Related: How We Tested Rope Bags
Analysis and Test Results
If you're climbing outside, you should have a bag or, at the very least, a tarp to put your rope on, as you'll extend the life of your rope by keeping it out of the dirt and grit at the crag. When dirt gets ground into your rope, it can wear at the overall construction and shorten the life of your rope significantly. Climbing ropes are expensive pieces of equipment, and your lifeline as a climber; it's best to take care of your rope, and it will take care of you. Such items can extend the life of ropes by at least 25% or more if used properly; being one of the cheaper pieces of equipment that a climber will purchase in their lifetime, it pays for itself after you buy a few ropes. Additionally, rope bags make it easier and quicker to pack and unpack your rope, which can increase your efficiency at the crag. This has the potential to let you squeeze in another pitch or two before the day is over, or give another burn on your project to get you that much closer to sending. The last thing that you want to be stuck doing when you're trying to climb is dealing with messy and tangled ropes or constantly flaking and stacking your cord.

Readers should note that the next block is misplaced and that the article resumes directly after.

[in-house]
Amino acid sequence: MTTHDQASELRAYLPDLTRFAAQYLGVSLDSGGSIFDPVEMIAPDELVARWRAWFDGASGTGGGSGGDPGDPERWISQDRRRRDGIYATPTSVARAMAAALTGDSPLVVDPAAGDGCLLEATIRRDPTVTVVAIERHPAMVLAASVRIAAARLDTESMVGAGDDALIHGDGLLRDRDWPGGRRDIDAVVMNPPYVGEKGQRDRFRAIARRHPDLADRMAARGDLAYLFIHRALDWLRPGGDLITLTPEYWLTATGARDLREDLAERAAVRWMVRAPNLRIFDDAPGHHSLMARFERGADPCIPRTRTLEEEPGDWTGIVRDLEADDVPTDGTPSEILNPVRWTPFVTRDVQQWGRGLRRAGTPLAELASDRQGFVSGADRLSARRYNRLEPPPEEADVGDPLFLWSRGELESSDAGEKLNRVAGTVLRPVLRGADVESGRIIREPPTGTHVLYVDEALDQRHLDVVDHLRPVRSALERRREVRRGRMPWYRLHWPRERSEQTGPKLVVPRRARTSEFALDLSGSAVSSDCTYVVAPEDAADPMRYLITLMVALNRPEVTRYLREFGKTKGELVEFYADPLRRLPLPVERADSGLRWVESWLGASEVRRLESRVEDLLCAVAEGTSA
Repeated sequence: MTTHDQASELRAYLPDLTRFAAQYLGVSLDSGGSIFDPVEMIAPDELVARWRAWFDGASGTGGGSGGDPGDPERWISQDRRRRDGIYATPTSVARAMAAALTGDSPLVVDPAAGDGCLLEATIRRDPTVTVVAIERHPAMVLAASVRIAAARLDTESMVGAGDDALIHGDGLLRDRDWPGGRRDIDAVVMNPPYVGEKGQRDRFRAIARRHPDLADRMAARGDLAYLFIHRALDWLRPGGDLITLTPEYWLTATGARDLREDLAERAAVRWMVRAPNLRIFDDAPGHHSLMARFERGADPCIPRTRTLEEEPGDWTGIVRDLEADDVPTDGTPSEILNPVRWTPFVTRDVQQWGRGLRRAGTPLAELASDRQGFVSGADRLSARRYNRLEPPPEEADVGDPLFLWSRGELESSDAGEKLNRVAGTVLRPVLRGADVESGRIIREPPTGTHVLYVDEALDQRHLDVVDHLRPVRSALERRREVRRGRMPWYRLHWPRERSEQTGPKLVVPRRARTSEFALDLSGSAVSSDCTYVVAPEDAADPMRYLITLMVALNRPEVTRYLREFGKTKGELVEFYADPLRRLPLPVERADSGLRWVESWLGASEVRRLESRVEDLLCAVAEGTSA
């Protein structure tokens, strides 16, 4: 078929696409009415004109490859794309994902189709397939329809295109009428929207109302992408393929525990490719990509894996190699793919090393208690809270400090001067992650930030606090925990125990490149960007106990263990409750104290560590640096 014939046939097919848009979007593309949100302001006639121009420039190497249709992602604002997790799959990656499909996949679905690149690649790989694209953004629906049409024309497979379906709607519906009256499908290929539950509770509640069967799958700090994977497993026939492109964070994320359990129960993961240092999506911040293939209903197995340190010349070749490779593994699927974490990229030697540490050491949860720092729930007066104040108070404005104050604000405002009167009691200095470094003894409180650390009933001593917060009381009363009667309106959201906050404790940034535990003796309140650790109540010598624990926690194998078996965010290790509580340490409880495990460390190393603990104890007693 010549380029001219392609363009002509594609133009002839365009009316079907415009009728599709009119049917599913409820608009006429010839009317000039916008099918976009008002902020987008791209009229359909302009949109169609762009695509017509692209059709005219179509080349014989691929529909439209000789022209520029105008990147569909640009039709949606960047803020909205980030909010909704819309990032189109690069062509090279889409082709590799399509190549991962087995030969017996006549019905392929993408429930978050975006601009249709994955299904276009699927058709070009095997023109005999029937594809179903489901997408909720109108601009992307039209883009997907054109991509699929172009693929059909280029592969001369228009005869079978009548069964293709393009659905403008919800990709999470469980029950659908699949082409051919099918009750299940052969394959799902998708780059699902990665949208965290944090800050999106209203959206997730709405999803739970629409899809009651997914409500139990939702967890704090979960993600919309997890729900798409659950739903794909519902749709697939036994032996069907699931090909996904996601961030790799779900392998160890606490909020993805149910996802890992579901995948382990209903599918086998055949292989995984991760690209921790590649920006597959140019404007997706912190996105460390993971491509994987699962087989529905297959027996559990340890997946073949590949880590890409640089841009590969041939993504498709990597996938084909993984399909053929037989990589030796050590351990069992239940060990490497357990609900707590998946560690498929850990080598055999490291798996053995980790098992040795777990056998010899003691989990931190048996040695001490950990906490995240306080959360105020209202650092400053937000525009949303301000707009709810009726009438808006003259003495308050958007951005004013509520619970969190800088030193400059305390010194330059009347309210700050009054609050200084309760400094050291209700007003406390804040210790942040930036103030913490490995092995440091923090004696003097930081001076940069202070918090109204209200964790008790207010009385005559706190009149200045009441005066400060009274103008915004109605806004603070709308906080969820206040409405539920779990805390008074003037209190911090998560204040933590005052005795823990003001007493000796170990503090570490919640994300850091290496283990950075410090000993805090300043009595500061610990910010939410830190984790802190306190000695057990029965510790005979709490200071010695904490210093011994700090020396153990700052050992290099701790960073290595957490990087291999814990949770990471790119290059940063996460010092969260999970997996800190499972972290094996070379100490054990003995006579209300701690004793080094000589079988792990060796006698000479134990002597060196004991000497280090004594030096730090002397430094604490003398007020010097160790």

Related: Buying Advice for Rope Bags
Rope-specific bags generally don't run much over $50 or $60, and all of the models we tested were within that bracket. In the grand scheme of things, this is relatively cheap for a piece of climbing equipment. Further, tarps and bags generally don't wear out very quickly unless you're purposely dragging them behind you while hiking to the crag. A quick poll of our gear testers revealed that most of us hadn't replaced the models we had bought years ago, and they were still going strong.